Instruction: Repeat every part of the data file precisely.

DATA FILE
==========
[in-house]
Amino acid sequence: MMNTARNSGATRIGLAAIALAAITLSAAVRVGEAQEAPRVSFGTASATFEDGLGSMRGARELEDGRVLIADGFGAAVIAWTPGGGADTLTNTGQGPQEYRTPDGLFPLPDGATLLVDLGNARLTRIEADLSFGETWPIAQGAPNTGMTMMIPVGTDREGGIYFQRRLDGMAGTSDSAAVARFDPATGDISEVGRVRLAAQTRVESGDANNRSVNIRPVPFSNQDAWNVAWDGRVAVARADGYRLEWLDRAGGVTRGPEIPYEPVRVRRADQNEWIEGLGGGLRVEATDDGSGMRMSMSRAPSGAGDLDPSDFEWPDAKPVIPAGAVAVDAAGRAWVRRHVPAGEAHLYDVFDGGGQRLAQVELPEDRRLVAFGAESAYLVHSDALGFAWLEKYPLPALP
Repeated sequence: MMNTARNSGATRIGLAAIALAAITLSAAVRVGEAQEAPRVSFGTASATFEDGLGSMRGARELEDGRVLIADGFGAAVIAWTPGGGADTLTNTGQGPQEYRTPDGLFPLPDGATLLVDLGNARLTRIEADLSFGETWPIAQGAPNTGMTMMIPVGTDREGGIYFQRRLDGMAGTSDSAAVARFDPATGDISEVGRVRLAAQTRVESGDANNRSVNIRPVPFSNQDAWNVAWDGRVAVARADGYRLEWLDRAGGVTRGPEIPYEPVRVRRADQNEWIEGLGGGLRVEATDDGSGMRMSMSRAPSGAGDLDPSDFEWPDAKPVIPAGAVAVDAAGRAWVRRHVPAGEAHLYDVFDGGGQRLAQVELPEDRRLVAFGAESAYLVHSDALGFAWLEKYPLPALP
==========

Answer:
[in-house]
Amino acid sequence: MMNTARNSGATRIGLAAIALAAITLSAAVRVGEAQEAPRVSFGTASATFEDGLGSMRGARELEDGRVLIADGFGAAVIAWTPGGGADTLTNTGQGPQEYRTPDGLFPLPDGATLLVDLGNARLTRIEADLSFGETWPIAQGAPNTGMTMMIPVGTDREGGIYFQRRLDGMAGTSDSAAVARFDPATGDISEVGRVRLAAQTRVESGDANNRSVNIRPVPFSNQDAWNVAWDGRVAVARADGYRLEWLDRAGGVTRGPEIPYEPVRVRRADQNEWIEGLGGGLRVEATDDGSGMRMSMSRAPSGAGDLDPSDFEWPDAKPVIPAGAVAVDAAGRAWVRRHVPAGEAHLYDVFDGGGQRLAQVELPEDRRLVAFGAESAYLVHSDALGFAWLEKYPLPALP
Repeated sequence: MMNTARNSGATRIGLAAIALAAITLSAAVRVGEAQEAPRVSFGTASATFEDGLGSMRGARELEDGRVLIADGFGAAVIAWTPGGGADTLTNTGQGPQEYRTPDGLFPLPDGATLLVDLGNARLTRIEADLSFGETWPIAQGAPNTGMTMMIPVGTDREGGIYFQRRLDGMAGTSDSAAVARFDPATGDISEVGRVRLAAQTRVESGDANNRSVNIRPVPFSNQDAWNVAWDGRVAVARADGYRLEWLDRAGGVTRGPEIPYEPVRVRRADQNEWIEGLGGGLRVEATDDGSGMRMSMSRAPSGAGDLDPSDFEWPDAKPVIPAGAVAVDAAGRAWVRRHVPAGEAHLYDVFDGGGQRLAQVELPEDRRLVAFGAESAYLVHSDALGFAWLEKYPLPALP